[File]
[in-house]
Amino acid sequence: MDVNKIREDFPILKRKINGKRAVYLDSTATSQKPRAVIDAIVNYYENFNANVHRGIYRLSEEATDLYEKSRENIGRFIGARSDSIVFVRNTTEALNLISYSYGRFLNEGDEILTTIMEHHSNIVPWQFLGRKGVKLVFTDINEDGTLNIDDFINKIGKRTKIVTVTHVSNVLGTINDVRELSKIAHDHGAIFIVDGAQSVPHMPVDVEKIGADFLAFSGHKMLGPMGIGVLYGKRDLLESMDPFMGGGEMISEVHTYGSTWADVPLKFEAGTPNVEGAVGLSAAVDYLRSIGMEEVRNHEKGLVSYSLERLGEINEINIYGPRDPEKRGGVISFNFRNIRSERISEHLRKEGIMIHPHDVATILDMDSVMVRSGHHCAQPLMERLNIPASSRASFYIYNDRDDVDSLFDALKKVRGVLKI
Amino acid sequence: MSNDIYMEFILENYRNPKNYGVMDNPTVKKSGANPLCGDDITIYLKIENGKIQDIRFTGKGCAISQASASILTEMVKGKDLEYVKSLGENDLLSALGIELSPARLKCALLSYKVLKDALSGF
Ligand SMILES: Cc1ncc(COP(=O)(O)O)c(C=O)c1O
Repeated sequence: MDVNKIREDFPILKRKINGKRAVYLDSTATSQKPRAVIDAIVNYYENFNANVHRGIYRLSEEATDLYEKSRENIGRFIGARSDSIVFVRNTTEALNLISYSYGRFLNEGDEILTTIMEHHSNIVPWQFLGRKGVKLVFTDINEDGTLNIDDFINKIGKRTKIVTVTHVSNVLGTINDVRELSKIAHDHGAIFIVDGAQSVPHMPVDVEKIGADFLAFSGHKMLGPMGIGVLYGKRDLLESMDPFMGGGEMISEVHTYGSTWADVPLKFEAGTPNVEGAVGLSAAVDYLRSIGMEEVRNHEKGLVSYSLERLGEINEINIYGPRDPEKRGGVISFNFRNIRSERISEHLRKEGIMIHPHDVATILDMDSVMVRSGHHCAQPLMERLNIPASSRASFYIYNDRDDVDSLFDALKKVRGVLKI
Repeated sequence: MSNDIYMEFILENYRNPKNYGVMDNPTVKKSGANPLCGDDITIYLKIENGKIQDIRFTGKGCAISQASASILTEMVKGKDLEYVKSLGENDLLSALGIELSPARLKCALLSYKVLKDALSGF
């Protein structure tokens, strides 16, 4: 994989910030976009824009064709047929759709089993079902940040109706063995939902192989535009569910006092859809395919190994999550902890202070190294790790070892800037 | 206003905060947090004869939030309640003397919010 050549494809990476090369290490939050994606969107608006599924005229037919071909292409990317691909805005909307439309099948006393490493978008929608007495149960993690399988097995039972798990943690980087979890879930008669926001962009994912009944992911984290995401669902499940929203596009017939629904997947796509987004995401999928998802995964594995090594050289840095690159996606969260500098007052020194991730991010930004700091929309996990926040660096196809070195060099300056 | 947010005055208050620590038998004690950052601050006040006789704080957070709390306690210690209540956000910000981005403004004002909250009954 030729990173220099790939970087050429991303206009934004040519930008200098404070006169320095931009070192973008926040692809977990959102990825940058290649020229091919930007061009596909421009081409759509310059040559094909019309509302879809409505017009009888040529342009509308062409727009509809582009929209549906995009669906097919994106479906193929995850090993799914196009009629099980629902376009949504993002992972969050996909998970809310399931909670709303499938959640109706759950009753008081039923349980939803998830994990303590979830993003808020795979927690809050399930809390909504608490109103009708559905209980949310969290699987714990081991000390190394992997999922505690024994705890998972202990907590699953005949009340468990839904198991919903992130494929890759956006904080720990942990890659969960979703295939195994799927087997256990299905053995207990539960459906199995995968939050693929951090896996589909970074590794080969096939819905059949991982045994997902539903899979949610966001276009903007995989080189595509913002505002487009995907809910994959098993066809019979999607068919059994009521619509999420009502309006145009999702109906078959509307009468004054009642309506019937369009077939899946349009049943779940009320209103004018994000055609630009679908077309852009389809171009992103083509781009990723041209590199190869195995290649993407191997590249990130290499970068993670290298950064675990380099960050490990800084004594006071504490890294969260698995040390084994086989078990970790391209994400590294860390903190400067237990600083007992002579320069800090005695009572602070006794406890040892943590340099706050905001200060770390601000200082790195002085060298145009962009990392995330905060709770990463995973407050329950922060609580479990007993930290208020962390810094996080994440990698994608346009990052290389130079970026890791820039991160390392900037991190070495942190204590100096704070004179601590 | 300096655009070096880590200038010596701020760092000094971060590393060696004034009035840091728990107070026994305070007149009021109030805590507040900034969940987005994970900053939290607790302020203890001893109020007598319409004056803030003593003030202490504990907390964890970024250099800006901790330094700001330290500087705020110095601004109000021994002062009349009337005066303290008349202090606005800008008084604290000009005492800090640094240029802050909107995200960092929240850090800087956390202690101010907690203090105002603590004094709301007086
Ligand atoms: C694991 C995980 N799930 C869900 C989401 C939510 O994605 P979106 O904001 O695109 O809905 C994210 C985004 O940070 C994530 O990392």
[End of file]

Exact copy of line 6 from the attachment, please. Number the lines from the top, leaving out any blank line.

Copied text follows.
Repeated sequence: MSNDIYMEFILENYRNPKNYGVMDNPTVKKSGANPLCGDDITIYLKIENGKIQDIRFTGKGCAISQASASILTEMVKGKDLEYVKSLGENDLLSALGIELSPARLKCALLSYKVLKDALSGF